In FIG. 3, there is shown a side view of the invention. The tab 24 is seen at the bottom edge of the filter 10. For the sake of simplicity, the cross bar 26 and the frame 30 are not illustrated. The filter 10 extends from the spring-loaded roller 12 over the front roller 14. From the brace 16, the rod 18 extends downwardly so that the C-clamp 20 may be adjustably tightened around a handle H of a light L that is shined through the filter 10 onto the face of a patient P. As discussed previously, the filter 10 blocks out undesired light having a wavelength of 350 to 550 nm. When the dentist does not want the wavelength emitted by the light L to cure the composite being worked into a cavity, the filter 10 is pulled down to screen out the particularly unwanted wavelength of 400-500 nm. On the other hand, when the dentist wants to cure the composite in place, a special light gun is used to harden the composite. Also, the filter 10 may be retracted like a window shade up to the roller 14 so that the 400 to 500 nm wavelength emitted by the light L may shine onto a tooth of the patient P.
A simpler second embodiment is shown in FIGS. 4 and 5. In FIG. 4, the spring-loaded roller 12 is attached at its center 12c to the frame 30. The filter 10 moves either down in the direction of the arrow heads A and B or up in the direction of the arrow heads C. Unlike the first embodiment, the cross bar 26 in this second embodiment does not travel in any track guides in the frame 30. Along the bottom edge of the filter 10, the cross bar 26 has the disposable tab 24 attached at its center point. The rod 18 is secured directly to one side of the frame 30 and the C-clamp 20 is connect to one end of the rod 18. The wing nut 22 adjusts the tightness of the C-clamp 20. A second rod 18 and a second C-clamp 20 may be secured to another parallel side of the frame 30 hidden behind the filter 10 in FIG. 4.
In FIG. 5, the one rod 18 is seen to be secured to the near side of the frame 30 which descends from the center 12c of the roller 12. At the lower sill 32 of the frame 30, the tab 24 is hooked therein so that the filter 10 is held in place. The C-clamp 20 is tightened onto the handle H for the light L which emits the wavelength between 400 and 500 nm through the open frame 30 and also through the filter 10 so that the wavelength emitted by the light L may shine onto the tooth of the patient P. When the filter 10 is pulled down and hooked by the tab 24 onto the lower sill 32 of the frame 30, the 400 to 500 nm wavelength is selectively screened out and the composite being placed into the mouth of the patient P is not cured. In order to cure the composite, the dentist aims the light gun at the site. Thus, the dentist can work with both hands free while simultaneously preventing cross contamination between patients and staff members because the filter 10 itself is not handled by anyone.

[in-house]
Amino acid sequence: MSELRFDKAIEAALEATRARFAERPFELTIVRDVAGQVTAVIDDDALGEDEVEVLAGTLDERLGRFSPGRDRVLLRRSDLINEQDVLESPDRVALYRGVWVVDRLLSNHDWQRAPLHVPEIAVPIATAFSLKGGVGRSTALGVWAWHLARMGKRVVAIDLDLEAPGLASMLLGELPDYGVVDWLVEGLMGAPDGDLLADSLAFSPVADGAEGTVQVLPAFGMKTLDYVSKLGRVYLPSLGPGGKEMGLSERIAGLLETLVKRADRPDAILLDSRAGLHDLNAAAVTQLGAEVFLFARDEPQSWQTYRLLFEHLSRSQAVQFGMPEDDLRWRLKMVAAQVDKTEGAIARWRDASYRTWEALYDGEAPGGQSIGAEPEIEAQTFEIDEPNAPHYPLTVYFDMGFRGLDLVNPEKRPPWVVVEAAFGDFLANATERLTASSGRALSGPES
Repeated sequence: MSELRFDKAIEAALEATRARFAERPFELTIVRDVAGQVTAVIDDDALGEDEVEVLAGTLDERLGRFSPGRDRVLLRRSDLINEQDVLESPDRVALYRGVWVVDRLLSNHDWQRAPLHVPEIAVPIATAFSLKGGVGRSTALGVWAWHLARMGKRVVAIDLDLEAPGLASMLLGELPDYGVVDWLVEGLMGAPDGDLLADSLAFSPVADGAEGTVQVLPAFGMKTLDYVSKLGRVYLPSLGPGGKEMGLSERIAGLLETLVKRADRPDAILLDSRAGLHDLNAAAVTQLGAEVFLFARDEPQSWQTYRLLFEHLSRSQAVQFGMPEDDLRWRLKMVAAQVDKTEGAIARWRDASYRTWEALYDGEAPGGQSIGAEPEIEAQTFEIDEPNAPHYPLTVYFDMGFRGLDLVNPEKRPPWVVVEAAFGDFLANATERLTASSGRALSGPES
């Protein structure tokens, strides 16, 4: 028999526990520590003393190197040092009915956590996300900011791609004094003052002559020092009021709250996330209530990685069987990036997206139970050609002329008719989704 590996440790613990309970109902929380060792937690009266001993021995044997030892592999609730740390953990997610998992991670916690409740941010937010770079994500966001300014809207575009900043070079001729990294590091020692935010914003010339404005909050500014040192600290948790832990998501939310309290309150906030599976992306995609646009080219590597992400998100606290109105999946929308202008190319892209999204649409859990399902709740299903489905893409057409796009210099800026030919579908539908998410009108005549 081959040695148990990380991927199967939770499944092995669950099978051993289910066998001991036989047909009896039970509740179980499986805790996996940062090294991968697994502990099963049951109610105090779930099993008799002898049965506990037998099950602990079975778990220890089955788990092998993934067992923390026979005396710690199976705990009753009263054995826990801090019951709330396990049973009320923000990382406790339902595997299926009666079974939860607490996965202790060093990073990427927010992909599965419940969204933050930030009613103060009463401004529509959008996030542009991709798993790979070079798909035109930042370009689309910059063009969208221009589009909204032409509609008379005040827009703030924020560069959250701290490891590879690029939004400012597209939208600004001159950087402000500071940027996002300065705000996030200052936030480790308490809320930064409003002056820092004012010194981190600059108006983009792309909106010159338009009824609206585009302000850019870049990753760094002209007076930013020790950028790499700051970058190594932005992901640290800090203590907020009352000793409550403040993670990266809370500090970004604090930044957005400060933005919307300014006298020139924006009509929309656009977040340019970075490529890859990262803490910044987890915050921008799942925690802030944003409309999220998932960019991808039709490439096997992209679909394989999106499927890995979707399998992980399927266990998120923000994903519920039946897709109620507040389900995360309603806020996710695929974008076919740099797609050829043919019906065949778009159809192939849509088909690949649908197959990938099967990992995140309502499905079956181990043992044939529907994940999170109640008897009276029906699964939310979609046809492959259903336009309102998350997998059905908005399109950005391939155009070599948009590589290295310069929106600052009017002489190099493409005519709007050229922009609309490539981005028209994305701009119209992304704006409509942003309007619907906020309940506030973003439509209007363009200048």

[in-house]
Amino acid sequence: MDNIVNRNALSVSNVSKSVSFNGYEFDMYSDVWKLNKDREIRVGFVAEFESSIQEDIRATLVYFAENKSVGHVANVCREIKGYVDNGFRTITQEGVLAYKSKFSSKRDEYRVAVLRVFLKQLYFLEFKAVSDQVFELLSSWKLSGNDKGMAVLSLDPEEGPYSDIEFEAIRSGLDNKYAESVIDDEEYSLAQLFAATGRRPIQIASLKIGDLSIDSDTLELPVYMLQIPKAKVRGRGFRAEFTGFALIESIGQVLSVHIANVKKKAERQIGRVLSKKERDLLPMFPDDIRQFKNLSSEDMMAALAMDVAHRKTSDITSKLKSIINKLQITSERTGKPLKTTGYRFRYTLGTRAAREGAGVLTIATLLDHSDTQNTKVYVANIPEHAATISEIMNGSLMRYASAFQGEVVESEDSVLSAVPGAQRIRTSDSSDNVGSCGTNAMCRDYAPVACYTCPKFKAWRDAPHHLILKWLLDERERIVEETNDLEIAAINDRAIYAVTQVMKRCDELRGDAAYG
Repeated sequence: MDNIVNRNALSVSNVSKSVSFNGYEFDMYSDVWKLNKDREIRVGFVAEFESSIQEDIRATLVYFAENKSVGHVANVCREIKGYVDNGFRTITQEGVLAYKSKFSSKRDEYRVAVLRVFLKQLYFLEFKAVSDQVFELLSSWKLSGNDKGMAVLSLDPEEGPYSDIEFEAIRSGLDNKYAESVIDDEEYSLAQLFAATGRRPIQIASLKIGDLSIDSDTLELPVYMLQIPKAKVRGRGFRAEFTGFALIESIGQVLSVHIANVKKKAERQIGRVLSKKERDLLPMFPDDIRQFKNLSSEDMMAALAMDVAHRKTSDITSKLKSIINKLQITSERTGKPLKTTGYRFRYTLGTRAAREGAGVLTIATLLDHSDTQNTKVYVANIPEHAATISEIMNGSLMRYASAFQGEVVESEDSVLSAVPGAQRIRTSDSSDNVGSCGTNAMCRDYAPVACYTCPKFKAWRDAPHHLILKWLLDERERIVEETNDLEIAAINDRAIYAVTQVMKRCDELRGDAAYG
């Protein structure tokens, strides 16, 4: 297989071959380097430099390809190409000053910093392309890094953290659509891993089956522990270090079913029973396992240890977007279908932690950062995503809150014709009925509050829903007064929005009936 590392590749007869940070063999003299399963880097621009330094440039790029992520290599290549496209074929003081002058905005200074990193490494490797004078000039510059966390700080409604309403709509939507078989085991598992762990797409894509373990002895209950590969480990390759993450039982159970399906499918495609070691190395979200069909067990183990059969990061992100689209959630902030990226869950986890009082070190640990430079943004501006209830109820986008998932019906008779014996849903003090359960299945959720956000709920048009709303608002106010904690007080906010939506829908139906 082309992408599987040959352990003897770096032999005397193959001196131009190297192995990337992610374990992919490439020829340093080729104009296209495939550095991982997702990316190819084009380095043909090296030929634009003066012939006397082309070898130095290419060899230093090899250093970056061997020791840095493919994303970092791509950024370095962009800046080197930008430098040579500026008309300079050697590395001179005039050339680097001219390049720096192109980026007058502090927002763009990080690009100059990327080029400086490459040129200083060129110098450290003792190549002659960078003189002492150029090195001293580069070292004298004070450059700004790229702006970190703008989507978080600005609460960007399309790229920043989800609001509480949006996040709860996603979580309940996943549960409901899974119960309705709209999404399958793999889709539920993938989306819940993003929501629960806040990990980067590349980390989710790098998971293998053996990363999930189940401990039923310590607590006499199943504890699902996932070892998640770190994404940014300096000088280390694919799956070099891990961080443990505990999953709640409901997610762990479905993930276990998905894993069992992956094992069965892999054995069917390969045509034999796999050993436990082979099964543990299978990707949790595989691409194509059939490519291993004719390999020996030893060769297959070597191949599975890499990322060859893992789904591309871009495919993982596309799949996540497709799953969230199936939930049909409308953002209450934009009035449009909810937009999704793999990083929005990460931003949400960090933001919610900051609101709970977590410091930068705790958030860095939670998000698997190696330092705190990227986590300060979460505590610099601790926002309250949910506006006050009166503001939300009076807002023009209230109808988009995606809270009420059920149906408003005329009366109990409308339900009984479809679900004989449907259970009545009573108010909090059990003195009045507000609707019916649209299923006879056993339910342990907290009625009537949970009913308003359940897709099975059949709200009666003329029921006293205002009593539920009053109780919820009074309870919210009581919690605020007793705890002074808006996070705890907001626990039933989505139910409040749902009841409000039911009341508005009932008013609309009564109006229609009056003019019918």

Once the present invention is attached to the handle H of the light L, it is usually unnecessary to remove it again. Also, because the frame 30 is open, a dental assistant may easily change the light L when it burns out simply by reaching through the open window-like frame 30 which is about one foot wide.
Clearly, numerous modifications and variations of the present invention are possible in light of the above teachings. For example, the frame 30 may extend above the roller 12 so that it is necessary to pull the tab 24 upwardly to place the filter 10 in front of the light L of the dental lamp. In two more alternative embodiments, the frame 30 may extend along a side of the roller 12 so that it is necessary to pull the tab 24 either to one side or to an opposite side to place the filter 10 in front of the light L of the dental lamp. Thus, it is to be understood that the invention may be practiced otherwise than as specifically described herein.